Does Brussels really want to outlaw bingo, bagpipes and smoky bacon crisps? Are eurocrats trying to rename the English Channel? And can the ink in euro notes really make men impotent?

No. Well, not exactly.

But it is true that the EU is a seriously flawed institution.

And it's about to become even more so as Englishman Paul West goes to Brussels to work for a French MEP, and gets an insider's view of what really goes on in the massive madhouse that is the EU Parliament.

As Britain prepares to vote whether it stays in or exits the EU, Paul gets the chance to influence the result of the referendum.

He has to decide: better the devil you know? Or bring on the Brexit?

It's a decision that could cost him a lot more than his euro paypacket . . .


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    Dial M for Merde

      Stephen Clarke
Dial M for Merde

In the South of France, Paul West has a licence to thrill...Paul West has received an offer he can't refuse: two weeks in the sun with a beautiful blonde. M, as she likes to be known, is down south to report on caviar trafficking - or is she? Meanwhile, Paul's friend Elodie is marrying an aristocrat, and Paul has been asked to do the catering. Although cooking for the French is always a risky assignment ... As Paul is sexually harassed by a hen party, picked on by French commandos and arrested by excitable gendarmes, events start spiralling out of control. And when he discovers that M's real target is France's new President - and that he's coming to Elodie's wedding - Paul realises the merde really is about to hit the fan...


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    How the French Won Waterloo - or Think They Did

      Stephen Clarke
How the French Won Waterloo - or Think They Did

Published in the 200th Anniversary year of the Battle of Waterloo a witty look at how the French still think they won, by Stephen Clarke, author of 1000 Years of Annoying the French and A Year in the Merde. Two centuries after the Battle of Waterloo, the French are still in denial. If Napoleon lost on 18 June 1815 (and that's a big 'if'), then whoever rules the universe got it wrong. 

As soon as the cannons stopped firing, French historians began re-writing history. The Duke of Wellington was beaten, they say, and then the Prussians jumped into the boxing ring, breaking all the rules of battle. In essence, the French cannot bear the idea that Napoleon, their greatest-ever national hero, was in any way a loser. Especially not against the traditional enemy - les Anglais. Stephen Clarke has studied the French version of Waterloo, as told by battle veterans, novelists, historians - right up to today's politicians, and he has uncovered a story of pain, patriotism and sheer perversion...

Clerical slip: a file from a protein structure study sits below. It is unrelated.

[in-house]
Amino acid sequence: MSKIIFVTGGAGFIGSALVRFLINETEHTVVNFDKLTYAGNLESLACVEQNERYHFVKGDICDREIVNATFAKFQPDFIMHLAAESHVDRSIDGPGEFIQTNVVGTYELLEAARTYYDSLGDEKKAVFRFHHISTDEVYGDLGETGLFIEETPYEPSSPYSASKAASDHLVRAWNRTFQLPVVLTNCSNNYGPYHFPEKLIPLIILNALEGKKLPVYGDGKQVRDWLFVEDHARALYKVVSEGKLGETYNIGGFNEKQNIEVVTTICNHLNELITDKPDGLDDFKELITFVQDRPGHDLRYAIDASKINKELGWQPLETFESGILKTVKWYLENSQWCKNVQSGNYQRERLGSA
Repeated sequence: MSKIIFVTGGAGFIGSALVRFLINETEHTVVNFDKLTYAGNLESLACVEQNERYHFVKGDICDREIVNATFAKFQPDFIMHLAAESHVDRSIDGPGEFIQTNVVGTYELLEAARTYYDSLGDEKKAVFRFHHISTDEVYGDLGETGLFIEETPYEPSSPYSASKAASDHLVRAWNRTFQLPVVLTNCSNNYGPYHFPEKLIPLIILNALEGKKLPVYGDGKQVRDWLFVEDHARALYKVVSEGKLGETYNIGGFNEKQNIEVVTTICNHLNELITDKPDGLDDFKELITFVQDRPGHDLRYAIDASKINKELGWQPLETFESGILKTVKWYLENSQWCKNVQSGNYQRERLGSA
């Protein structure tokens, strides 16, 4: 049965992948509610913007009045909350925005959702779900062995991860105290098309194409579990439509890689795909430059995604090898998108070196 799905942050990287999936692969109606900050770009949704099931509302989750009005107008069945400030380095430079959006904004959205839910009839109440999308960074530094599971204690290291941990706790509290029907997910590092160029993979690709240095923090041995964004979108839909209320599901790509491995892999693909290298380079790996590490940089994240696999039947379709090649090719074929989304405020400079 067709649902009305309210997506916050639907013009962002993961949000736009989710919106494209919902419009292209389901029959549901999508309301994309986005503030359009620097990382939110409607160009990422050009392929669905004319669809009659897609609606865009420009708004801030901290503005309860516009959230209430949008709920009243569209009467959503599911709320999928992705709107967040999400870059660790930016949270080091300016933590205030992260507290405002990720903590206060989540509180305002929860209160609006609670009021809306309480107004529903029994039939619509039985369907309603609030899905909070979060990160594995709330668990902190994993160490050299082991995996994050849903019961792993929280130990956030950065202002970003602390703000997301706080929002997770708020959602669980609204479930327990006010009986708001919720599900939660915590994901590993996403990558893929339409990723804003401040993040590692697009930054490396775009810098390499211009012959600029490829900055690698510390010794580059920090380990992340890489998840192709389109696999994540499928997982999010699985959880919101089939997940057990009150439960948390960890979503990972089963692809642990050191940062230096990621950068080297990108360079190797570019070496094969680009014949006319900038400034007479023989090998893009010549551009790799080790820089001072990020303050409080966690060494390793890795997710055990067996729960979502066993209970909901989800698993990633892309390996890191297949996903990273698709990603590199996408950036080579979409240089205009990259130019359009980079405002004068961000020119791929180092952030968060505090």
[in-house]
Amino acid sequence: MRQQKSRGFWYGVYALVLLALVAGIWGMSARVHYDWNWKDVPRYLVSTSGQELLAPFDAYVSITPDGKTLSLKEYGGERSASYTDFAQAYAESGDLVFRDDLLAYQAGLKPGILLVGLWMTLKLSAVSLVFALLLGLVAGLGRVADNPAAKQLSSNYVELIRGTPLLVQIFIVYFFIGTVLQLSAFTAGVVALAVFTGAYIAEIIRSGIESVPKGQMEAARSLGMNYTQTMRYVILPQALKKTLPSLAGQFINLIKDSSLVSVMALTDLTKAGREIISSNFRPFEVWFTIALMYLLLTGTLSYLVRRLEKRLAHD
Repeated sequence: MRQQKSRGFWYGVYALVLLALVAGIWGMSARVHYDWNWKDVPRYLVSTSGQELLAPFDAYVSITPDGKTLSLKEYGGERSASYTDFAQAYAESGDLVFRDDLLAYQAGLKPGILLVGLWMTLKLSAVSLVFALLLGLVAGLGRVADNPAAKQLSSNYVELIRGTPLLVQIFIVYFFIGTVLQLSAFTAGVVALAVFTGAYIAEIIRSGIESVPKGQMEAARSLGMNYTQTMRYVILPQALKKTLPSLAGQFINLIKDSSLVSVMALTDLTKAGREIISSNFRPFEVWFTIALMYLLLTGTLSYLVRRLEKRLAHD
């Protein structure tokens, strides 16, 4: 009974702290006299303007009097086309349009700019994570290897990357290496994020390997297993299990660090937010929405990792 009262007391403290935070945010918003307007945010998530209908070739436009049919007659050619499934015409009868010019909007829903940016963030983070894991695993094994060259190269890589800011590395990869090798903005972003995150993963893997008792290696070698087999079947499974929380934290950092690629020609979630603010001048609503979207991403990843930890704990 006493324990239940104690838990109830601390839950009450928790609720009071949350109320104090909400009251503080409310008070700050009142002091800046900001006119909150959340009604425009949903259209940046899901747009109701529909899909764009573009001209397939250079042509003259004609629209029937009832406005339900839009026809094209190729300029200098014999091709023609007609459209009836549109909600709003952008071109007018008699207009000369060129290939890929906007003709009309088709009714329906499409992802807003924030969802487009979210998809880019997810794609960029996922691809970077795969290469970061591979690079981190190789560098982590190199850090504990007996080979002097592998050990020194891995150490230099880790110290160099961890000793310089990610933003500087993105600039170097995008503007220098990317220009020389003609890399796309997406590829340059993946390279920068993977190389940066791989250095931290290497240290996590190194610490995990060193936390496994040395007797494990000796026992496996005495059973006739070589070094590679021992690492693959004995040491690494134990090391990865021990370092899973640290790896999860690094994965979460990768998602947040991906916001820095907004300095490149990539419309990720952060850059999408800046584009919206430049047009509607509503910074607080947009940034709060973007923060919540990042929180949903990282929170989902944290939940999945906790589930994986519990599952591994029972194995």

**


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    Merde Happens

      Stephen Clarke
Merde Happens

From Publishers Weekly

In this entertaining third installment to his Paul West series, British journalist Clarke sets his acerbic sights on America. Paul, an ex-pat Brit running a tearoom in Paris, commits a grievous crime when he presents English menus at his tearoom. The Ministry of Culture slaps him with a massive fine, and a broke Paul returns to London and accepts a position with Visitor Resources: Britain to represent his home country in a global tourism contest. So, with his Parisian girlfriend in tow, Paul heads for America, picks up an embarrassingly decorated Mini Cooper in New York and heads to Boston, Miami, New Orleans, Las Vegas and Los Angeles in an effort to win the prize. Trouble follows, of course, and what makes the transcontinental romp so much fun is Clarke's sarcastic sendup of each city, embellishing the traditional stereotypes of each with a dry, jaded Brit wit. (The magazines found in a Louisiana home include Sniper's Gazette, Drive-by Weekly, Firing Squad Monthly. Standard stuff.) Peripheral characters add even more color to the madcap story, and while not all of Clarke's stabs at the states hit their marks, the ones that do are sublime. (May)
Copyright © Reed Business Information, a division of Reed Elsevier Inc. All rights reserved.

Review

“Clarke works his humor in a frantic, colorful choreography of mayhem, like Busby Berkeley conducting Harold Lloyd. Amusing travelogue from an engaging narrator who never lets a little bad news mess with his joie de vivre.”   —Kirkus Reviews

“Sublime. In this entertaining third installment to his Paul West series, British journalist Clarke sets his acerbic sights on America. What makes the transcontinental romp sp much fun is Clarke’s sarcastic sendup of each city, embellishing the traditional stereotypes of each with a dry, jaded Brit wit. Peripheral characters add even more volor to the madcap story.”—Publishers Weekly